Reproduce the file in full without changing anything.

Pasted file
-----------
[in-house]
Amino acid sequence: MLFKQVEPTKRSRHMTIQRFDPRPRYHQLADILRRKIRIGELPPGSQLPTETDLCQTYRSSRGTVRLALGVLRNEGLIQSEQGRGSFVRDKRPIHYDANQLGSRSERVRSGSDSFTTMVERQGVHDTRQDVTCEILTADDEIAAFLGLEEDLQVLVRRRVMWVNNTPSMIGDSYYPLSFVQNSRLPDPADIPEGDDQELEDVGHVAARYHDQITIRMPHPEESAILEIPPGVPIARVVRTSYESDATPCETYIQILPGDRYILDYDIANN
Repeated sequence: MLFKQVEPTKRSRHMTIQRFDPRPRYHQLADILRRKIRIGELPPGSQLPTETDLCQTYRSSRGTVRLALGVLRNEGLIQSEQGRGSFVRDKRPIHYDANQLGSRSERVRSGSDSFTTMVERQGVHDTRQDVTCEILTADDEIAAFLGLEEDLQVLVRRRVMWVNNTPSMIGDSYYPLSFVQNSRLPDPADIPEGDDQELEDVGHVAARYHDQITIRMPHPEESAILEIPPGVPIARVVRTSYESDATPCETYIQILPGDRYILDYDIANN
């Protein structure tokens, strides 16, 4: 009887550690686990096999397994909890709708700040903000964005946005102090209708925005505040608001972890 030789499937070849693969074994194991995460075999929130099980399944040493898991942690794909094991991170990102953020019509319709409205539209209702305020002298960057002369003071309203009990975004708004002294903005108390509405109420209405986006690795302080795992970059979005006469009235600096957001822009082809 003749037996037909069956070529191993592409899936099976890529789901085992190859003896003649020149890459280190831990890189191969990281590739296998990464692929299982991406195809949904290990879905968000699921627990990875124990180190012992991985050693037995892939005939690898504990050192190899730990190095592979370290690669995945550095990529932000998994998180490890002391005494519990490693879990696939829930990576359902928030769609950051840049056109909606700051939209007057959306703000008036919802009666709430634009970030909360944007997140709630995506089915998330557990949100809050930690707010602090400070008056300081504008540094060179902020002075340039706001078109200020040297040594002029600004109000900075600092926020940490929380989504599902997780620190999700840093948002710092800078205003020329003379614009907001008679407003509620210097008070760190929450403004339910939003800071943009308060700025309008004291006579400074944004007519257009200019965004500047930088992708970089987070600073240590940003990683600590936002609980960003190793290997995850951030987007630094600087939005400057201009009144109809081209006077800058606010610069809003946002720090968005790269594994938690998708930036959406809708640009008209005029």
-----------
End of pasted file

[in-house]
Amino acid sequence: MLFKQVEPTKRSRHMTIQRFDPRPRYHQLADILRRKIRIGELPPGSQLPTETDLCQTYRSSRGTVRLALGVLRNEGLIQSEQGRGSFVRDKRPIHYDANQLGSRSERVRSGSDSFTTMVERQGVHDTRQDVTCEILTADDEIAAFLGLEEDLQVLVRRRVMWVNNTPSMIGDSYYPLSFVQNSRLPDPADIPEGDDQELEDVGHVAARYHDQITIRMPHPEESAILEIPPGVPIARVVRTSYESDATPCETYIQILPGDRYILDYDIANN
Repeated sequence: MLFKQVEPTKRSRHMTIQRFDPRPRYHQLADILRRKIRIGELPPGSQLPTETDLCQTYRSSRGTVRLALGVLRNEGLIQSEQGRGSFVRDKRPIHYDANQLGSRSERVRSGSDSFTTMVERQGVHDTRQDVTCEILTADDEIAAFLGLEEDLQVLVRRRVMWVNNTPSMIGDSYYPLSFVQNSRLPDPADIPEGDDQELEDVGHVAARYHDQITIRMPHPEESAILEIPPGVPIARVVRTSYESDATPCETYIQILPGDRYILDYDIANN
């Protein structure tokens, strides 16, 4: 009887550690686990096999397994909890709708700040903000964005946005102090209708925005505040608001972890 030789499937070849693969074994194991995460075999929130099980399944040493898991942690794909094991991170990102953020019509319709409205539209209702305020002298960057002369003071309203009990975004708004002294903005108390509405109420209405986006690795302080795992970059979005006469009235600096957001822009082809 003749037996037909069956070529191993592409899936099976890529789901085992190859003896003649020149890459280190831990890189191969990281590739296998990464692929299982991406195809949904290990879905968000699921627990990875124990180190012992991985050693037995892939005939690898504990050192190899730990190095592979370290690669995945550095990529932000998994998180490890002391005494519990490693879990696939829930990576359902928030769609950051840049056109909606700051939209007057959306703000008036919802009666709430634009970030909360944007997140709630995506089915998330557990949100809050930690707010602090400070008056300081504008540094060179902020002075340039706001078109200020040297040594002029600004109000900075600092926020940490929380989504599902997780620190999700840093948002710092800078205003020329003379614009907001008679407003509620210097008070760190929450403004339910939003800071943009308060700025309008004291006579400074944004007519257009200019965004500047930088992708970089987070600073240590940003990683600590936002609980960003190793290997995850951030987007630094600087939005400057201009009144109809081209006077800058606010610069809003946002720090968005790269594994938690998708930036959406809708640009008209005029």